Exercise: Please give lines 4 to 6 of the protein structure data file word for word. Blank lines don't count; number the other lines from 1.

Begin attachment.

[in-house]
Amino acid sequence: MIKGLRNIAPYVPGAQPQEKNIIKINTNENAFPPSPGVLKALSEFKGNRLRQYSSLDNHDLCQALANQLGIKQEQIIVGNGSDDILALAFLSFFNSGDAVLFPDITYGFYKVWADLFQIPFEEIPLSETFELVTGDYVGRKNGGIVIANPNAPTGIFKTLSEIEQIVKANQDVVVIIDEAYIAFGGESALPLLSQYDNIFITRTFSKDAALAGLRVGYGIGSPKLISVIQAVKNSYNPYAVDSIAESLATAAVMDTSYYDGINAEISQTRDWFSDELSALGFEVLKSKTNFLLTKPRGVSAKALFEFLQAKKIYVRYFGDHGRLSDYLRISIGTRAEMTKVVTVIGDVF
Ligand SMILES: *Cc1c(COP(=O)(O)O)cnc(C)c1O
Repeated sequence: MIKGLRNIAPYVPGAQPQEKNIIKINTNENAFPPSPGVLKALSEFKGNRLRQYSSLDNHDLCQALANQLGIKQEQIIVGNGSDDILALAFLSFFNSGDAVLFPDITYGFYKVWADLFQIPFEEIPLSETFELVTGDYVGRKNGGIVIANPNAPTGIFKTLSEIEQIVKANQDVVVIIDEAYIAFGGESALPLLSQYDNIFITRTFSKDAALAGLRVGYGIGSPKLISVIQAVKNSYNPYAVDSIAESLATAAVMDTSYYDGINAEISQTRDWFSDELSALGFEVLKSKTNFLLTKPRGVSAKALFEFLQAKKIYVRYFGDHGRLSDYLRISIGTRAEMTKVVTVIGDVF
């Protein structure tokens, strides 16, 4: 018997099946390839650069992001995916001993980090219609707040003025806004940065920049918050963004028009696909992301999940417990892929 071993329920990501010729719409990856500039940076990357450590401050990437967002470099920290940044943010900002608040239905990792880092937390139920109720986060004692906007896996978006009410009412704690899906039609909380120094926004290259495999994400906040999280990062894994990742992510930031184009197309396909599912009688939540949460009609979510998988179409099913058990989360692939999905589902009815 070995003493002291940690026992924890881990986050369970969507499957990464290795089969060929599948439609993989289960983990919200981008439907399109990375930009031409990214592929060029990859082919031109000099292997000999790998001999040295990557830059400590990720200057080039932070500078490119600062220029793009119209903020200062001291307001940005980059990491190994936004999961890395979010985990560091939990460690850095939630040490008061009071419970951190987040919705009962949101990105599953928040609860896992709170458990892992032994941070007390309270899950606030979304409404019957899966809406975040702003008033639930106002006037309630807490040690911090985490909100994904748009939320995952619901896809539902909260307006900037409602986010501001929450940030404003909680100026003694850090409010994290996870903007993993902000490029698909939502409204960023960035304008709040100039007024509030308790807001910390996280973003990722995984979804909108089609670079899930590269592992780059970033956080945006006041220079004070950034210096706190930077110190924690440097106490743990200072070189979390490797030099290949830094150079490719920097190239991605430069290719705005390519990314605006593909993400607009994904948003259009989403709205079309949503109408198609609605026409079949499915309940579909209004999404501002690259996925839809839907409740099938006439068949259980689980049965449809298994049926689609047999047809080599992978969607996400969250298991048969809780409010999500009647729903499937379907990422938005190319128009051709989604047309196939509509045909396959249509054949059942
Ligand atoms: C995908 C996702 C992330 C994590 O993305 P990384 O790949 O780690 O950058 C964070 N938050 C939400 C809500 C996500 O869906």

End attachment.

Repeated sequence: MIKGLRNIAPYVPGAQPQEKNIIKINTNENAFPPSPGVLKALSEFKGNRLRQYSSLDNHDLCQALANQLGIKQEQIIVGNGSDDILALAFLSFFNSGDAVLFPDITYGFYKVWADLFQIPFEEIPLSETFELVTGDYVGRKNGGIVIANPNAPTGIFKTLSEIEQIVKANQDVVVIIDEAYIAFGGESALPLLSQYDNIFITRTFSKDAALAGLRVGYGIGSPKLISVIQAVKNSYNPYAVDSIAESLATAAVMDTSYYDGINAEISQTRDWFSDELSALGFEVLKSKTNFLLTKPRGVSAKALFEFLQAKKIYVRYFGDHGRLSDYLRISIGTRAEMTKVVTVIGDVF
């Protein structure tokens, strides 16, 4: 018997099946390839650069992001995916001993980090219609707040003025806004940065920049918050963004028009696909992301999940417990892929 071993329920990501010729719409990856500039940076990357450590401050990437967002470099920290940044943010900002608040239905990792880092937390139920109720986060004692906007896996978006009410009412704690899906039609909380120094926004290259495999994400906040999280990062894994990742992510930031184009197309396909599912009688939540949460009609979510998988179409099913058990989360692939999905589902009815 070995003493002291940690026992924890881990986050369970969507499957990464290795089969060929599948439609993989289960983990919200981008439907399109990375930009031409990214592929060029990859082919031109000099292997000999790998001999040295990557830059400590990720200057080039932070500078490119600062220029793009119209903020200062001291307001940005980059990491190994936004999961890395979010985990560091939990460690850095939630040490008061009071419970951190987040919705009962949101990105599953928040609860896992709170458990892992032994941070007390309270899950606030979304409404019957899966809406975040702003008033639930106002006037309630807490040690911090985490909100994904748009939320995952619901896809539902909260307006900037409602986010501001929450940030404003909680100026003694850090409010994290996870903007993993902000490029698909939502409204960023960035304008709040100039007024509030308790807001910390996280973003990722995984979804909108089609670079899930590269592992780059970033956080945006006041220079004070950034210096706190930077110190924690440097106490743990200072070189979390490797030099290949830094150079490719920097190239991605430069290719705005390519990314605006593909993400607009994904948003259009989403709205079309949503109408198609609605026409079949499915309940579909209004999404501002690259996925839809839907409740099938006439068949259980689980049965449809298994049926689609047999047809080599992978969607996400969250298991048969809780409010999500009647729903499937379907990422938005190319128009051709989604047309196939509509045909396959249509054949059942
Ligand atoms: C995908 C996702 C992330 C994590 O993305 P990384 O790949 O780690 O950058 C964070 N938050 C939400 C809500 C996500 O869906």